Because of its proximity to the Gulf Stream, sargassum tends to be thicker in the nearshore currents of the Florida Keys.
Sporadic onshore currents often bring stains to the shore, which can make for some unpleasant beach days as people have to walk over seaweed and occasionally notice an odor that smells like rotten eggs.
Although seaweed is not dangerous to humans, it can nevertheless have an impact, according to the Florida Department of Health. Small animals that live in the sargassum can cause skin rashes and blisters.
The algae can also contain heavy metals such as arsenic and cadmium, so health experts warn against eating it.
Brown algae are considered beneficial to many marine animals. Scientists believe the deposits provide food and shelter for fish, crabs, shrimp and other smaller invertebrates.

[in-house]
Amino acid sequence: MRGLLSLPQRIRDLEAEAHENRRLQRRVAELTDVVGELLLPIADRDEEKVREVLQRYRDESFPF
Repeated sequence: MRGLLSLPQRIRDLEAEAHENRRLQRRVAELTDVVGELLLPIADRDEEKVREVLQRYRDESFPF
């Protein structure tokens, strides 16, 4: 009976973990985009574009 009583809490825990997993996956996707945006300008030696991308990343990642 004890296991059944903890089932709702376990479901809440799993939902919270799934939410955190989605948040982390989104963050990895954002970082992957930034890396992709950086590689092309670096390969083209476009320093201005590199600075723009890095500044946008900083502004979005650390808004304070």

Some beachgoers do not seem to care about the seaweed, while others do not want to get near it.
Regardless of how anyone feels about it, the issue needs to be resolved this year.
The Sargassum bloom is so large that it can be seen from space from beaches in Haulover, Hollywood, and Ft. Lauderdale.
According to Florida Atlantic University professor Dr. Brian LaPointe, the seaweed bloom is 13 million tons, in size and twice the size of the United States.
“It doubled in size in January, from December,” he said.
According to scientists, the cause of the algae is unclear. Although, they have been studying it since 2011.
The algae are not expected to deter many beachgoers, and it is still likely that the beaches will be crowded.